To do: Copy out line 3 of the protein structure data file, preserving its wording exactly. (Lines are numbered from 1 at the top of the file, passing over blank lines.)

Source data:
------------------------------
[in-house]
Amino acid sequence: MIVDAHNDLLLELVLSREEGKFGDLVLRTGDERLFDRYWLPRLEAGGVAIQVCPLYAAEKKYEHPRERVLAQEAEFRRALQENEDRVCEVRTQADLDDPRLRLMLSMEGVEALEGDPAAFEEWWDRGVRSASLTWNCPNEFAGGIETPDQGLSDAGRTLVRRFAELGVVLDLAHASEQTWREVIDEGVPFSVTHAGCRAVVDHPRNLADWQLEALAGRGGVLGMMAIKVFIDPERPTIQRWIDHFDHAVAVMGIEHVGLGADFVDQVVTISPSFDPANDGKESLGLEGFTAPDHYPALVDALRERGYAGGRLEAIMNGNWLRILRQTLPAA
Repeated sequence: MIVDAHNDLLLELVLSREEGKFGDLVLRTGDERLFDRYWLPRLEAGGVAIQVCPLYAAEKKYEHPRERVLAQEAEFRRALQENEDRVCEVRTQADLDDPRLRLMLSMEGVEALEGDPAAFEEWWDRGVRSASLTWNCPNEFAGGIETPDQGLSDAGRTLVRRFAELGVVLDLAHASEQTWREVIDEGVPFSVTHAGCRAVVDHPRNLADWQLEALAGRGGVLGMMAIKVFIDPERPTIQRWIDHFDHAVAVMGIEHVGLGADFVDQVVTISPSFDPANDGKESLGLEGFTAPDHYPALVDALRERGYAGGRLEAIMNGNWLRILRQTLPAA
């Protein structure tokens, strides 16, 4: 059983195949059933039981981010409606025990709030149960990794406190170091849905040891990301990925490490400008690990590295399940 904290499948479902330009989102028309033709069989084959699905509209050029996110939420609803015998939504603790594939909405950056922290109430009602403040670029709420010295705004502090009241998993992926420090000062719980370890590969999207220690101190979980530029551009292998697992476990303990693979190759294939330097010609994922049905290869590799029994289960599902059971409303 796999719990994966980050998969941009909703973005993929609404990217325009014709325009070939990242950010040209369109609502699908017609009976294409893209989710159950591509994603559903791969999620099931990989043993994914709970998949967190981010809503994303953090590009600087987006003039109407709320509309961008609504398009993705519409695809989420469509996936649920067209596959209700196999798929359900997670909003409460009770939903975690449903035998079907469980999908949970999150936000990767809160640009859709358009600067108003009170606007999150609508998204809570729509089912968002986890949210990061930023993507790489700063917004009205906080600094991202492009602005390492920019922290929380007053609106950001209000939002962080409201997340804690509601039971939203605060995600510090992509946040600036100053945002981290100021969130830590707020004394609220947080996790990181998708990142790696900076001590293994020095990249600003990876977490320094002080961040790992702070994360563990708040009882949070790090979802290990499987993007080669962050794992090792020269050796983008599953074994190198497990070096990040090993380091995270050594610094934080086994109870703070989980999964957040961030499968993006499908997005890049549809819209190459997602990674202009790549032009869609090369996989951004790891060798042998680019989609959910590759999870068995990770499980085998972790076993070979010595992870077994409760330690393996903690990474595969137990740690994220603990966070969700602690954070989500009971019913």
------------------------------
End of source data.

Repeated sequence: MIVDAHNDLLLELVLSREEGKFGDLVLRTGDERLFDRYWLPRLEAGGVAIQVCPLYAAEKKYEHPRERVLAQEAEFRRALQENEDRVCEVRTQADLDDPRLRLMLSMEGVEALEGDPAAFEEWWDRGVRSASLTWNCPNEFAGGIETPDQGLSDAGRTLVRRFAELGVVLDLAHASEQTWREVIDEGVPFSVTHAGCRAVVDHPRNLADWQLEALAGRGGVLGMMAIKVFIDPERPTIQRWIDHFDHAVAVMGIEHVGLGADFVDQVVTISPSFDPANDGKESLGLEGFTAPDHYPALVDALRERGYAGGRLEAIMNGNWLRILRQTLPAA